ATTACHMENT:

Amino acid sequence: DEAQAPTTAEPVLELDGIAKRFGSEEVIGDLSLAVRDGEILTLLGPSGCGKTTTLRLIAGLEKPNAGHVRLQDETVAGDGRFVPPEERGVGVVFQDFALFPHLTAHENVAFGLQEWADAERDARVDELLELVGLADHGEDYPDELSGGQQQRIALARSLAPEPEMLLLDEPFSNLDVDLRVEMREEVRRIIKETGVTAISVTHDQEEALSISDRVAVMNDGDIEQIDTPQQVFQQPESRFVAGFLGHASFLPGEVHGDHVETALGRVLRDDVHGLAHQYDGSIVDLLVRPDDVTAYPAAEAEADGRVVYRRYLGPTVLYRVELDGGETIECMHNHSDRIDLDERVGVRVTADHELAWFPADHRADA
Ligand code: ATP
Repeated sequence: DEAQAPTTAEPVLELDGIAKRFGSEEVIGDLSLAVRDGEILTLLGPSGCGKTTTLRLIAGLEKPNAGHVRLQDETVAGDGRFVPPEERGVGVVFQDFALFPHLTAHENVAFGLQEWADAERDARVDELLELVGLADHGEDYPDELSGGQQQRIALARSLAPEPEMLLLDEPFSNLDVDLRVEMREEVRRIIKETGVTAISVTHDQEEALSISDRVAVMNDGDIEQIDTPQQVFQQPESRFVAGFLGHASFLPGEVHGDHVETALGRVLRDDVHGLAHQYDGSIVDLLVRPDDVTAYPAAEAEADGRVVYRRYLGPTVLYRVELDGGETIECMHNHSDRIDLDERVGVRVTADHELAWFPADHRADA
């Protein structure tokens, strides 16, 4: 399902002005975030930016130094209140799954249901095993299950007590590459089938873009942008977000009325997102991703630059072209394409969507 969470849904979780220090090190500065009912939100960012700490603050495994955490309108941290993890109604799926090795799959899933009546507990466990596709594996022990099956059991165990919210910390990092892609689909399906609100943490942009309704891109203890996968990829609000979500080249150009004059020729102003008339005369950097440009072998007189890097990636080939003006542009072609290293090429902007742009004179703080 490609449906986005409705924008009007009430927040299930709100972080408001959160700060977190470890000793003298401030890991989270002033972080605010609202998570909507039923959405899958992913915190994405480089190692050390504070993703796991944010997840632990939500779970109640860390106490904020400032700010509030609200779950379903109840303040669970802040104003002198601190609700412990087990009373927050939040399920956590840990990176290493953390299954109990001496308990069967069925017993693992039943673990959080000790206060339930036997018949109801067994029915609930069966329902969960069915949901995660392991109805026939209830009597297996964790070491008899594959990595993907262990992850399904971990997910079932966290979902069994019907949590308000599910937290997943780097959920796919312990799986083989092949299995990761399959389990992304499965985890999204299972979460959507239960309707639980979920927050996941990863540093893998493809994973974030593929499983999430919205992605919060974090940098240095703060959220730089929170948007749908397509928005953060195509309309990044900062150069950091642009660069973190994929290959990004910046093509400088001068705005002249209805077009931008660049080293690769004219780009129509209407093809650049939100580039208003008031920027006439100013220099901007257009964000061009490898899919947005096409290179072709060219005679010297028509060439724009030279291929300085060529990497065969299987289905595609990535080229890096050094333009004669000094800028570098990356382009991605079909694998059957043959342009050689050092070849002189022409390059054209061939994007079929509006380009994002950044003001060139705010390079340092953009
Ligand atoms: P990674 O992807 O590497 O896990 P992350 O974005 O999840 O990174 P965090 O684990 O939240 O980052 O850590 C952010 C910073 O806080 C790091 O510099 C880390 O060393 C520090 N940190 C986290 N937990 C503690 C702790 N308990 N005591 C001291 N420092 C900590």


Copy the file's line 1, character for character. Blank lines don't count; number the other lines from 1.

Amino acid sequence: DEAQAPTTAEPVLELDGIAKRFGSEEVIGDLSLAVRDGEILTLLGPSGCGKTTTLRLIAGLEKPNAGHVRLQDETVAGDGRFVPPEERGVGVVFQDFALFPHLTAHENVAFGLQEWADAERDARVDELLELVGLADHGEDYPDELSGGQQQRIALARSLAPEPEMLLLDEPFSNLDVDLRVEMREEVRRIIKETGVTAISVTHDQEEALSISDRVAVMNDGDIEQIDTPQQVFQQPESRFVAGFLGHASFLPGEVHGDHVETALGRVLRDDVHGLAHQYDGSIVDLLVRPDDVTAYPAAEAEADGRVVYRRYLGPTVLYRVELDGGETIECMHNHSDRIDLDERVGVRVTADHELAWFPADHRADA